In Picker Int. v. Varian Associates, Inc., 869 F.2d 578 (Fed.Cir.1989) the Court of Appeals for the Federal Circuit upheld an order of this court (Sam J.) disqualifying counsel for plaintiff Picker in patent suits. Two law firms had merged, one of which had a long standing relation with plaintiff and one with defendant. Defendant was at the time being represented by one of the firms and plaintiff by the other firm in pending patent litigation in Ohio. Defendant rejected simultaneous representation. The relevant ethical provisions were not those in the current URPC. The court referred to the Tenth Circuit standard noting the district court would be upheld, except for an abuse of discretion. Id. at p. 581; citing Equal Employment Opportunity Commission v. Orson H. Gygi Co., 749 F.2d 620, 621 (10th Cir. 1984).[6] The court noted a violation of then applicable ethical standard DR5-05 but said there was "no per se rule of disqualification" relying on Judge Greene's opinion in this district in Bodily v. Intermountain Health Care Corp., 649 F. Supp. 468, 477 (D. Utah 1986). The Federal Circuit found simultaneous representation would be inappropriate. The court noted defendant's objection to simultaneous representation. Further, there was no proper withdrawal of counsel and the active nature of the litigation in both instances was patent infringement. The case is not directly related to the status and facts of this case, but it presented a more direct and obvious basis for disqualification. This case does not, at this juncture, involve simultaneous representation. The actual substantive standard applicable to the motion for disqualification in this circuit was not addressed. See also EEOC v. Orson H. Gygi Co., supra. The cases would certainly suggest that under former DR5-105 simultaneous representation absent consent was improper and disqualification appropriate. The same is true under URPC 1.7.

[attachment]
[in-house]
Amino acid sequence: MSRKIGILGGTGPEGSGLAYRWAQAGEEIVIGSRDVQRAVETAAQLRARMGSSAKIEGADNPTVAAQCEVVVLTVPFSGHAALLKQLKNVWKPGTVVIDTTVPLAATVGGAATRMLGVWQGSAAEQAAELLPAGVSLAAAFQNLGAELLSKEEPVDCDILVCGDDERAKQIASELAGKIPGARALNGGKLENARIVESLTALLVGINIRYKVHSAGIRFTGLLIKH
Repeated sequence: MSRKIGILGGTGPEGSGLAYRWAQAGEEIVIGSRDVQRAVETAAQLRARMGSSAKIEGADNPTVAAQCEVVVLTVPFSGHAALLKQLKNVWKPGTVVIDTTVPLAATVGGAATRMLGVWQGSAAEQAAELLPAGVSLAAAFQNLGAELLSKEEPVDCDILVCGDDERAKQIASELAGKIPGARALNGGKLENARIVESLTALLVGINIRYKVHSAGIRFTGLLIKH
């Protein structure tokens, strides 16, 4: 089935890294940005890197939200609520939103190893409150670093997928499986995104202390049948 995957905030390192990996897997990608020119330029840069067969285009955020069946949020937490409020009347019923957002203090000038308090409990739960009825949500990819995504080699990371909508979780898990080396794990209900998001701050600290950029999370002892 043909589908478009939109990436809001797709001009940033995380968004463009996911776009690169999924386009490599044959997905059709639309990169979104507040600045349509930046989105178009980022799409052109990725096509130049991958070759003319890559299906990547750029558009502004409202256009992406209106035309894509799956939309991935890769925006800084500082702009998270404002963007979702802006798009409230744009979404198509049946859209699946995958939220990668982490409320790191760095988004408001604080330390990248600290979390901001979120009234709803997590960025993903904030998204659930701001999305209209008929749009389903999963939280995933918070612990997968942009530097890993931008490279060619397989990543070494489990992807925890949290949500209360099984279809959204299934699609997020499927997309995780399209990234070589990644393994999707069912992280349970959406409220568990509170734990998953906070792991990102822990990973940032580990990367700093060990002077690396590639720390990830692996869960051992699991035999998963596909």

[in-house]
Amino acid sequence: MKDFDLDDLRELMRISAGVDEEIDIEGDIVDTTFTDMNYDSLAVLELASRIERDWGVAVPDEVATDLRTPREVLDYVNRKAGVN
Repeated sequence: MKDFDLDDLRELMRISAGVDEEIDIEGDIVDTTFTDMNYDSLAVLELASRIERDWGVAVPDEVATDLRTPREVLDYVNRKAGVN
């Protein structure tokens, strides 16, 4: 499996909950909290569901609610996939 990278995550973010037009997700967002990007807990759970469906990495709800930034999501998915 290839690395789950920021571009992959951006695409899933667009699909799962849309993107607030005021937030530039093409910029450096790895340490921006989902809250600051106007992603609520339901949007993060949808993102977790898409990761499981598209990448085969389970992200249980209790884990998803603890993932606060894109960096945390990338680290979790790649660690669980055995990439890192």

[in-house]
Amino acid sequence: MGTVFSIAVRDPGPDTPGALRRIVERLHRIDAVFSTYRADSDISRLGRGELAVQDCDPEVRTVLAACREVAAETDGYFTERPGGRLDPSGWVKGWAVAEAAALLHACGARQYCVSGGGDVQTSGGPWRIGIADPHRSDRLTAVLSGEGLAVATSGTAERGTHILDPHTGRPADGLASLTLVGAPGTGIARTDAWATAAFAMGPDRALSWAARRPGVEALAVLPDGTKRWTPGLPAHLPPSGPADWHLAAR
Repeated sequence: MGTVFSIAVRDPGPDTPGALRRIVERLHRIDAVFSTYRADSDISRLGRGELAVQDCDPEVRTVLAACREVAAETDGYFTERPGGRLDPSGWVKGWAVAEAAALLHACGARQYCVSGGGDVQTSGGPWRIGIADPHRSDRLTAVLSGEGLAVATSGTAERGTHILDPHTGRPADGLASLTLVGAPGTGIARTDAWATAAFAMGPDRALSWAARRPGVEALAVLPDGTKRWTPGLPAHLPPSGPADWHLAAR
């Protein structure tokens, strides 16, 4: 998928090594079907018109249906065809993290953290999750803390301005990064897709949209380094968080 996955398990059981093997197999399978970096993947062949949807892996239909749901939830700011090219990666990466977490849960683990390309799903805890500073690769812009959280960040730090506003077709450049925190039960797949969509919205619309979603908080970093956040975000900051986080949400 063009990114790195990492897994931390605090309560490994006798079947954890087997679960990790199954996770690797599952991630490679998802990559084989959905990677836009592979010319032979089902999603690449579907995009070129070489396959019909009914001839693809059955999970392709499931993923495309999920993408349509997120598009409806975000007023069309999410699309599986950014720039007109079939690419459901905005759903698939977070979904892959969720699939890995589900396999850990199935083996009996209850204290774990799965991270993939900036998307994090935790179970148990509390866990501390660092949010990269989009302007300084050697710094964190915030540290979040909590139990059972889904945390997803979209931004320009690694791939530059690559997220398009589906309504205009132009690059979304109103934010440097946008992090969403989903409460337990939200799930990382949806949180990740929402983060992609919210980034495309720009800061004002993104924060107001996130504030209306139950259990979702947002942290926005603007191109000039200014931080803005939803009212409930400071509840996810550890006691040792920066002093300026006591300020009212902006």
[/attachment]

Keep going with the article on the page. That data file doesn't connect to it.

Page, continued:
In Smith v. Whatcott, 757 F.2d 1098, 1100 (10th Cir.1985) the court adopted a "substantially related" issues standard for disqualification. A disqualification was upheld (imposed by J. Jenkins of this district) where defendant's attorney had represented plaintiff in a prior criminal action which was substantially related to plaintiff's civil action against defendants. The Court of Appeals stated the standard:

 
The merits of this disqualification motion depend on whether a substantial relationship exists between the pending suit and the matter in which the challenged attorney previously represented the client.

In Smith, the relationship was direct and the civil matter arose out of the prior criminal action. In this case, the estate planning does not directly relate to the alleged misconduct of defendants that plaintiffs allege to have been engaged in by defendants which plaintiffs claim justifies their suit. The concept in the Smith case is harmonious with URPC 1.9 which precludes representation in the same or "substantially factually related matter."